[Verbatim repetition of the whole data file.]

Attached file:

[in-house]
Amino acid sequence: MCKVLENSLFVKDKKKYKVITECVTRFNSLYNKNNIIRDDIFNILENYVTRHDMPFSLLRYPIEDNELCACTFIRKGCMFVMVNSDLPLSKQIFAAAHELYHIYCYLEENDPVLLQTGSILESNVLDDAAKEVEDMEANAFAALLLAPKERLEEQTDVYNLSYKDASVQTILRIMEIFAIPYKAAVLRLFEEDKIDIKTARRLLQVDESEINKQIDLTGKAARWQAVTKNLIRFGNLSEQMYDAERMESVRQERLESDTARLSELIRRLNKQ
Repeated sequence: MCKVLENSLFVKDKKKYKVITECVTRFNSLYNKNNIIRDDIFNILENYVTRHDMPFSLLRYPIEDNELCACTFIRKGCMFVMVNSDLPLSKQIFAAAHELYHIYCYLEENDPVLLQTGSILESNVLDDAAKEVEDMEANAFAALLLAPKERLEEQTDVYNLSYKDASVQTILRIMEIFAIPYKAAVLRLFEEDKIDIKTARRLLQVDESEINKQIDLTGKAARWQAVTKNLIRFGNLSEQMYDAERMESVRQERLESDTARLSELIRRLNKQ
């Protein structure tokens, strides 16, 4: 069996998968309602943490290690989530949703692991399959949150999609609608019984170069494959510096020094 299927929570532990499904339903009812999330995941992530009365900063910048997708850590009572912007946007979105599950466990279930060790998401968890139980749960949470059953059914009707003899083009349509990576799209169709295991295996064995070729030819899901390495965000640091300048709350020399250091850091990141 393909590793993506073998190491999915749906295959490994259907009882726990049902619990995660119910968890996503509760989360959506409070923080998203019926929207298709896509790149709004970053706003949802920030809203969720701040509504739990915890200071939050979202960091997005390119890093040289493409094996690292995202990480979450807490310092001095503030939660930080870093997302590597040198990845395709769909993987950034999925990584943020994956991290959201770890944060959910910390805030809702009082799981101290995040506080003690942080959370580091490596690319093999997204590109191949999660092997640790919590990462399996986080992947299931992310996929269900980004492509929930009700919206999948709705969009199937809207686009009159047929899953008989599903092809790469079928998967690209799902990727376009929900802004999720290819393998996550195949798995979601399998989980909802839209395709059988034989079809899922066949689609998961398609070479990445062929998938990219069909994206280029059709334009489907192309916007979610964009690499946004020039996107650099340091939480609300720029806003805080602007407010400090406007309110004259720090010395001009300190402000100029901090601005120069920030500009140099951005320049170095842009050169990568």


[in-house]
Amino acid sequence: MCKVLENSLFVKDKKKYKVITECVTRFNSLYNKNNIIRDDIFNILENYVTRHDMPFSLLRYPIEDNELCACTFIRKGCMFVMVNSDLPLSKQIFAAAHELYHIYCYLEENDPVLLQTGSILESNVLDDAAKEVEDMEANAFAALLLAPKERLEEQTDVYNLSYKDASVQTILRIMEIFAIPYKAAVLRLFEEDKIDIKTARRLLQVDESEINKQIDLTGKAARWQAVTKNLIRFGNLSEQMYDAERMESVRQERLESDTARLSELIRRLNKQ
Repeated sequence: MCKVLENSLFVKDKKKYKVITECVTRFNSLYNKNNIIRDDIFNILENYVTRHDMPFSLLRYPIEDNELCACTFIRKGCMFVMVNSDLPLSKQIFAAAHELYHIYCYLEENDPVLLQTGSILESNVLDDAAKEVEDMEANAFAALLLAPKERLEEQTDVYNLSYKDASVQTILRIMEIFAIPYKAAVLRLFEEDKIDIKTARRLLQVDESEINKQIDLTGKAARWQAVTKNLIRFGNLSEQMYDAERMESVRQERLESDTARLSELIRRLNKQ
């Protein structure tokens, strides 16, 4: 069996998968309602943490290690989530949703692991399959949150999609609608019984170069494959510096020094 299927929570532990499904339903009812999330995941992530009365900063910048997708850590009572912007946007979105599950466990279930060790998401968890139980749960949470059953059914009707003899083009349509990576799209169709295991295996064995070729030819899901390495965000640091300048709350020399250091850091990141 393909590793993506073998190491999915749906295959490994259907009882726990049902619990995660119910968890996503509760989360959506409070923080998203019926929207298709896509790149709004970053706003949802920030809203969720701040509504739990915890200071939050979202960091997005390119890093040289493409094996690292995202990480979450807490310092001095503030939660930080870093997302590597040198990845395709769909993987950034999925990584943020994956991290959201770890944060959910910390805030809702009082799981101290995040506080003690942080959370580091490596690319093999997204590109191949999660092997640790919590990462399996986080992947299931992310996929269900980004492509929930009700919206999948709705969009199937809207686009009159047929899953008989599903092809790469079928998967690209799902990727376009929900802004999720290819393998996550195949798995979601399998989980909802839209395709059988034989079809899922066949689609998961398609070479990445062929998938990219069909994206280029059709334009489907192309916007979610964009690499946004020039996107650099340091939480609300720029806003805080602007407010400090406007309110004259720090010395001009300190402000100029901090601005120069920030500009140099951005320049170095842009050169990568």